House Short on Time to Hear from DHS Secretary

Democrats in the House of Representatives have expressed an interest in looking further into the budget proposed for the Department of Homeland Security (DHS), but the relevant committees may struggle to find time on DHS Secretary Kirstjen Nielsen’s schedule, according to Government Executive.

“Thursday, Nielsen is scheduled to make a rare appearance in front of the House Judiciary Committee‚ still led by Republicans. The committee, tasked with vetting the legality of DHS actions, had not held a single hearing on the topic in years…” writes Heather Timmons “Nielsen was supposed to testify earlier this month but postponed, and Democrats’ earlier request that she testify before the Oversight Committee was ignored by its outgoing Republican chairman.”

With the Democratic majority not officially seated until January 3rd, members face a tough time getting Nielsen to appear, given her established travel schedule.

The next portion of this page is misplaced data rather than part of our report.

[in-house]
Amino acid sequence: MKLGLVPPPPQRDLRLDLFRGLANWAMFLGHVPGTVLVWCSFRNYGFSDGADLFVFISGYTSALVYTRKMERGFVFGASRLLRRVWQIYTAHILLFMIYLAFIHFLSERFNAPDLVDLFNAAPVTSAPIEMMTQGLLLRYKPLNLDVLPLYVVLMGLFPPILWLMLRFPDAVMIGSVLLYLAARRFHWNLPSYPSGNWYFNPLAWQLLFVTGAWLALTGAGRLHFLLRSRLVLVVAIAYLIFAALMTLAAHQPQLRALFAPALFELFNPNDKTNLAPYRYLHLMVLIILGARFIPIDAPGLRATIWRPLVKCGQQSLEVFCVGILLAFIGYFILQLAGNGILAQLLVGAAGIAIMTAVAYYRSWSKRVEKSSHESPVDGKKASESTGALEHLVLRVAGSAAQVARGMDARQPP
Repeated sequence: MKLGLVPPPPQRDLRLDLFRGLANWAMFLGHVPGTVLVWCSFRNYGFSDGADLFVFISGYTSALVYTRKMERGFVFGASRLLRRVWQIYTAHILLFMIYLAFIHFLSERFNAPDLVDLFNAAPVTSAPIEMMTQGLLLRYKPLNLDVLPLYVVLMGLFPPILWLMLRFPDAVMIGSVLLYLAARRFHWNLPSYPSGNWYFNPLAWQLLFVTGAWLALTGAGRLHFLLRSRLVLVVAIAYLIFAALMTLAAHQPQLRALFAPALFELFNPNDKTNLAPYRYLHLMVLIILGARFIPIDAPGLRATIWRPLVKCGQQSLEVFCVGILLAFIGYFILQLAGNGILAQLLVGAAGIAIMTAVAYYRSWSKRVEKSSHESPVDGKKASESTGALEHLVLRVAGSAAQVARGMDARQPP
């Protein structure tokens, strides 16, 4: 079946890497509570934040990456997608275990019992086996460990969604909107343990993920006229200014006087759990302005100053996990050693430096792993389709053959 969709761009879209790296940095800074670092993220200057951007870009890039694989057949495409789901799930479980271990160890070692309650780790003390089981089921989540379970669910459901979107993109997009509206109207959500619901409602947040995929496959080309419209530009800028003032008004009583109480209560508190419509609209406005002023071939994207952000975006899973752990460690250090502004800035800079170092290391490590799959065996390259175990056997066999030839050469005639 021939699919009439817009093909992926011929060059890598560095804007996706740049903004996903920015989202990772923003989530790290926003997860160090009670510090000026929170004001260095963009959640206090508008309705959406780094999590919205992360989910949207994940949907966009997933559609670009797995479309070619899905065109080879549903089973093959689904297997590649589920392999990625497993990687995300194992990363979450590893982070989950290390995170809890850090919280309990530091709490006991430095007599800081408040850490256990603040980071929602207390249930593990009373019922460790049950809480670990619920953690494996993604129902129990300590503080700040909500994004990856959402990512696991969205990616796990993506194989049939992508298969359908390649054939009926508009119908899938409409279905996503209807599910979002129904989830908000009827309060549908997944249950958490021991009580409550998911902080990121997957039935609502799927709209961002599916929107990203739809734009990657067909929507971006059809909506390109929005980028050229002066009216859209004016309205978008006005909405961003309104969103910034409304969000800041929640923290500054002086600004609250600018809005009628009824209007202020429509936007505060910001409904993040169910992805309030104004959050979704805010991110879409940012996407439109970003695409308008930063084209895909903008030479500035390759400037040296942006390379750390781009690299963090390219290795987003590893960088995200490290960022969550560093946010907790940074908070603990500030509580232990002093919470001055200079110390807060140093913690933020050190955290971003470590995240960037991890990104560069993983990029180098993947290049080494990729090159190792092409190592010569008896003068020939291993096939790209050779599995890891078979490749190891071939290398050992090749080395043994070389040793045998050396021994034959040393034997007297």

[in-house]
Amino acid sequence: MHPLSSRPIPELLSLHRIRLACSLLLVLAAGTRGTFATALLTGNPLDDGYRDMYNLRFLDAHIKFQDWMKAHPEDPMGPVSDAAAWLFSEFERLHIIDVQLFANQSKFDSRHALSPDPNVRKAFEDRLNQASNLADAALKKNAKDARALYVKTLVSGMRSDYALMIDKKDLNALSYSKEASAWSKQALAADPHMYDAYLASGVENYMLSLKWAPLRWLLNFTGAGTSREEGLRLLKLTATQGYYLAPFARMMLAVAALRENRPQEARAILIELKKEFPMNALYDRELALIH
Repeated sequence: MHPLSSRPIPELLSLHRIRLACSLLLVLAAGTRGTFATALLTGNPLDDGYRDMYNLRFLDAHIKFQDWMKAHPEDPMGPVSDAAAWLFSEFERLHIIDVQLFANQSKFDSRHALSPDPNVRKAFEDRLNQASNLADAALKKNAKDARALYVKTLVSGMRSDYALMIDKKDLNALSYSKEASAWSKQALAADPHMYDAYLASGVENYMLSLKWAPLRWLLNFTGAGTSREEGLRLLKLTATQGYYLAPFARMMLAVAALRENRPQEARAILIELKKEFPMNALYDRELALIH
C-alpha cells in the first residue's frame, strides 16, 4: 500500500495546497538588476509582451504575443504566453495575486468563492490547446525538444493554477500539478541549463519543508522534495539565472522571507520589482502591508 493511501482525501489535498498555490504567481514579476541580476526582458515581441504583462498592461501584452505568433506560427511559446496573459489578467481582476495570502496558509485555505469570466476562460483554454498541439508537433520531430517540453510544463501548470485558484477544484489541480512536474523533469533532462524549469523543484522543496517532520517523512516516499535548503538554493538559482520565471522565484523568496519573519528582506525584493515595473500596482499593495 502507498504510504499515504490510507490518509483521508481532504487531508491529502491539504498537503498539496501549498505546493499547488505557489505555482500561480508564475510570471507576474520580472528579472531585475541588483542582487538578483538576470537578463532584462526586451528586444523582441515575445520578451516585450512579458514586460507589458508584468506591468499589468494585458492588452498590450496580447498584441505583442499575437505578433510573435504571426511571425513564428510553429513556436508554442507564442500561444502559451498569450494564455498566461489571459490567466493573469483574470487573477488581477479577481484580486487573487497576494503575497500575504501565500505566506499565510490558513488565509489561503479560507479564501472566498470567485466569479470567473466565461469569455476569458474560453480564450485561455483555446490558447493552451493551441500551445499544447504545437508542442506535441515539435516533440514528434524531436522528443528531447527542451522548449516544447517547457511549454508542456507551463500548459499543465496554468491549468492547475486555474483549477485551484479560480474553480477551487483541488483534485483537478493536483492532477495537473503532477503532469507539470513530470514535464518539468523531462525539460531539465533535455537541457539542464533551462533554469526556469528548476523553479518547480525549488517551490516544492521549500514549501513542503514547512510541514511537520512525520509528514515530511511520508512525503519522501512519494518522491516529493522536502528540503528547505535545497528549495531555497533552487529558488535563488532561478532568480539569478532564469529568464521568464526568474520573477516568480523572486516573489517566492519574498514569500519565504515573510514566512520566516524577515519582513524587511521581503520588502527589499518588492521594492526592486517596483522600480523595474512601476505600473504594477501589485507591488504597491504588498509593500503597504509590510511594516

“After her testimony, Nielsen plans to travel overseas for much of January, according to former DHS employees briefed on her schedule, capped by a trip to the World Economic Forum in Davos that starts Jan. 22.,” notes Timmons. “Soon after Davos, Nielsen is expected to announce she is leaving the agency, according to several former and current DHS officials.”

Nielsen has come under fire from multiple sides during her tenure. A noted, close ally of former White House Chief of Staff John Kelly, Nielsen reportedly enjoyed Kelly’s defense when others within the administration suggested firing her. The House Homeland Security Committee, among others, have scheduled hearings on matters central to DHS, including recent public discussions about a border wall and other immigration policies, with Timmons noting that the committees, barring Nielsen’s agreement to appear, now boast subpoena power.

“Given the many oversight and legislative activities that will undoubtedly take place in the next Congress, Nielsen should be eager to testify before Congress next year on the administration’s homeland security policies,” said Rep. Bennie Thompson, incoming chairman of the House Homeland Security Committee. “She has only come before our committee once.”

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